You would be forgiven for thinking that Marvel Comics is rolling in the dough, with their creations dominating the box office with goliaths like “The X-Men”, “Fantastic Four”, and “Spider-Man” films. You would be forgiven for thinking this, but you would be very wrong. Forbes has an excellent article about how Marvel Comics is barely getting by on its highly successful characters, taking in measly percentages of the pie when movie studios Fox and Sony are cleaning up.
The article throws out some stunning numbers, much of it about just how little Marvel Studios makes in comparison to their studio counterparts. And they should be embarrassed, because the numbers are just ridiculous. For instance: While Sony cleared over $3 billion from ticket sales, DVDs, and TV for the last two “Spider-Man” movies (including the $151.1 “Spider-Man 3” has taken in so far in its first weekend), Marvel has made a combined $62 million from the franchise. And when the “Fantastic Four” movie surprised everyone by gobbling up $624 million, Marvel’s take was a measly $13 million. It doesn’t get any better. While Fox Studios has taken in over $2 billion and change for the three “X-Men” films, Marvel hobbled off with $26 million. What is going on here?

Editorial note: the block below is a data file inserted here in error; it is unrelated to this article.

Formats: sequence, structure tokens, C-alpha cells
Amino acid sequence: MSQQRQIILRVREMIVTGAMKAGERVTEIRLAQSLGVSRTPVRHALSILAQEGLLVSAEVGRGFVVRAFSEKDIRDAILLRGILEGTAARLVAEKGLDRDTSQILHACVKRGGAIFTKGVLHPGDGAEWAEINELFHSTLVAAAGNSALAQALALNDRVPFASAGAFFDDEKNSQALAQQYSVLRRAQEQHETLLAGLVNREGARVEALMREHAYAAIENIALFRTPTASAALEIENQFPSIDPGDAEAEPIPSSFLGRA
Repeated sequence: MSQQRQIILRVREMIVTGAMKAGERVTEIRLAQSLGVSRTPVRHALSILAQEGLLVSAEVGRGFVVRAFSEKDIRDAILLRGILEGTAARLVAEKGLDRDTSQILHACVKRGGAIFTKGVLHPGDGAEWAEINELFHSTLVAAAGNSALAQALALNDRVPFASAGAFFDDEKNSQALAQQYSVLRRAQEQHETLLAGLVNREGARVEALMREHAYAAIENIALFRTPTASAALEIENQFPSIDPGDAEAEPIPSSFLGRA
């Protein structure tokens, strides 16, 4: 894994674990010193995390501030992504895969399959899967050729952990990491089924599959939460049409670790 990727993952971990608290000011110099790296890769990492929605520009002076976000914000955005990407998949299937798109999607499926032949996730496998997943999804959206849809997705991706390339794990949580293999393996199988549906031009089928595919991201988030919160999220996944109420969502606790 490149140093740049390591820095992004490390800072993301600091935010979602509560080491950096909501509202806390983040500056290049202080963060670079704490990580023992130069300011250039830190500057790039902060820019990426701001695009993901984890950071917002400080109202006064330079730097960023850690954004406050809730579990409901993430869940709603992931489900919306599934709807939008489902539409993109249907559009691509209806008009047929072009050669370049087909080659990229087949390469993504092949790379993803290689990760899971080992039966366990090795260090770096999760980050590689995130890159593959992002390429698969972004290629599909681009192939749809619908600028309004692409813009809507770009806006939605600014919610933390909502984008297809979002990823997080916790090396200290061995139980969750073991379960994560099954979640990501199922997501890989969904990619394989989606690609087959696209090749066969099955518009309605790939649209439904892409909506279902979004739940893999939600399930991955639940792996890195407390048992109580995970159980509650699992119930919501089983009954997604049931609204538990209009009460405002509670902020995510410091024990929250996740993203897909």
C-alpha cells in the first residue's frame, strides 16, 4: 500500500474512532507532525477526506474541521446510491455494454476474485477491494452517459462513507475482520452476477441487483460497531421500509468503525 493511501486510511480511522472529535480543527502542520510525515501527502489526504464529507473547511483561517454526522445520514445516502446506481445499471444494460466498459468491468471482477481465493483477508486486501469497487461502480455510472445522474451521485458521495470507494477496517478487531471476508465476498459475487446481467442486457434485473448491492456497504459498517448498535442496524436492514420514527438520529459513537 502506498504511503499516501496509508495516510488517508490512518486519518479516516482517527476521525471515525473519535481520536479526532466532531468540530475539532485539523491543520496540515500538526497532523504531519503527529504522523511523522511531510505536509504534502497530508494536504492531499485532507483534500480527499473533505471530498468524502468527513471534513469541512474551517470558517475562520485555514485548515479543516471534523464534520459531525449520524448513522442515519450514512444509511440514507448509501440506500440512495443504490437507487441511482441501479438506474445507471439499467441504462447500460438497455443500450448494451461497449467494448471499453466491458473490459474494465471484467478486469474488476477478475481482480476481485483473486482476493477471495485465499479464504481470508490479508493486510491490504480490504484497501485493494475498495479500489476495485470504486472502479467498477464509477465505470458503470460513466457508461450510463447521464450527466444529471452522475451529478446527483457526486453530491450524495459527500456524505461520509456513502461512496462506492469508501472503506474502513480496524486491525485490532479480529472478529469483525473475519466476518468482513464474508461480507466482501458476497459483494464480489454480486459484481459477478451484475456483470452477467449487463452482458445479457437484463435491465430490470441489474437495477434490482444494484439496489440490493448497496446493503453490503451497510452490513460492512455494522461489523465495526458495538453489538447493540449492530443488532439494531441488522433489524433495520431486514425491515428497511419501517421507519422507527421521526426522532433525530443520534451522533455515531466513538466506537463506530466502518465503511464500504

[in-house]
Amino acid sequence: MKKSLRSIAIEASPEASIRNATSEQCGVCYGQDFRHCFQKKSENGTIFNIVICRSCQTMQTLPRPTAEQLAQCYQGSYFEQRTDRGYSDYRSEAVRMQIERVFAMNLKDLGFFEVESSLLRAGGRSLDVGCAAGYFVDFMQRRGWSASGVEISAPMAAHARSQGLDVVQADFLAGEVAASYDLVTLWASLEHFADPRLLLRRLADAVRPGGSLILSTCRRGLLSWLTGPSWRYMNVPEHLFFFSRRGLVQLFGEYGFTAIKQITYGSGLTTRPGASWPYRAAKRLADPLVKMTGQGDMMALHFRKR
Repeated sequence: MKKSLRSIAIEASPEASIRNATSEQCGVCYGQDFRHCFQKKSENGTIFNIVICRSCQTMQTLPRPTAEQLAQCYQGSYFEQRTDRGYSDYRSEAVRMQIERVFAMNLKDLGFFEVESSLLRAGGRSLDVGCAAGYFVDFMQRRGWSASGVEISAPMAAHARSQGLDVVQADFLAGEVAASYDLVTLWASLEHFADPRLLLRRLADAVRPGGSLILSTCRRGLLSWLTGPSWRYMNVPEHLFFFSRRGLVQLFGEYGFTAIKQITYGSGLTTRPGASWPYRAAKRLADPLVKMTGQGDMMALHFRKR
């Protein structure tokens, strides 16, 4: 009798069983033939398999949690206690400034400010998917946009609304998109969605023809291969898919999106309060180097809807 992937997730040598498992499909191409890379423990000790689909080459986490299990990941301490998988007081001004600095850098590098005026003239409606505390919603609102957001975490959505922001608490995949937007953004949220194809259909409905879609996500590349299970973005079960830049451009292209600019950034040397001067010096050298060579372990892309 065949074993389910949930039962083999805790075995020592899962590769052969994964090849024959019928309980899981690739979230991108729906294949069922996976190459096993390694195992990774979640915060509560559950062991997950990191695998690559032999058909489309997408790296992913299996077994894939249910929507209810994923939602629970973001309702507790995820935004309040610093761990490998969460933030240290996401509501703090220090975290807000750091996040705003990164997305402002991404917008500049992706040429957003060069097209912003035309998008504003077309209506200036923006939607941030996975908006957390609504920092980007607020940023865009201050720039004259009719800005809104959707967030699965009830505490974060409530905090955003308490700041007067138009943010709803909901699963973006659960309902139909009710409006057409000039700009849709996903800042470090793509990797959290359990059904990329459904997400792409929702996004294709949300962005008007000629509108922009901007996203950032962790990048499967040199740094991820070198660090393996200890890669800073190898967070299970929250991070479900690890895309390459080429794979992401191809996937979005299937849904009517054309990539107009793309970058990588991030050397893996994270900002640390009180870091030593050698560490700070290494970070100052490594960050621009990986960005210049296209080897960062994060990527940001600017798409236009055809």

In the article, Forbes details the life and times of a troubled studio that, for all intents and purpose, got bamboozled over the years through a combination of bad luck, bad timing, and just plain bad management. It’s a fantastic read for anyone who has always wondered how Marvel ended up with crappy movies like the Punisher and Captain America in the ’80s, and the Fantastic Four of the early ’90s, while DC was dominating with the Batman and Superman franchises. Click here to read the article now.
But nevermind all that business dealing and backend stuff. This isn’t the Wall Street Journal or Entertainment Weekly. We just care about the cool stuff here, namely what’s going on with the Marvel Comics characters trying to make their way to the big screen.
Which brings us to “Thor”, the only upcoming Marvel Comics character the article talks about besides “Iron Man” and the upcoming “Incredible Hulk” sequel/prequel/whatever.
The script for the live-action “Thor” movie is currently being written by Mark Protosevich (“I am Legend”, “The Cell”), who says about his version of the Norse God: “We’re not talking about a New Agey interpretation of gods here. We are talking about vengeful gods, interfering gods.”
IMDB.com has “Thor” listed as a possible 2009 movie, with no creative names attached.
Of course, if the upcoming “Iron Man” and “Incredible Hulk” movies tank, then the chances of “Thor” coming to the big screen would seem in doubt.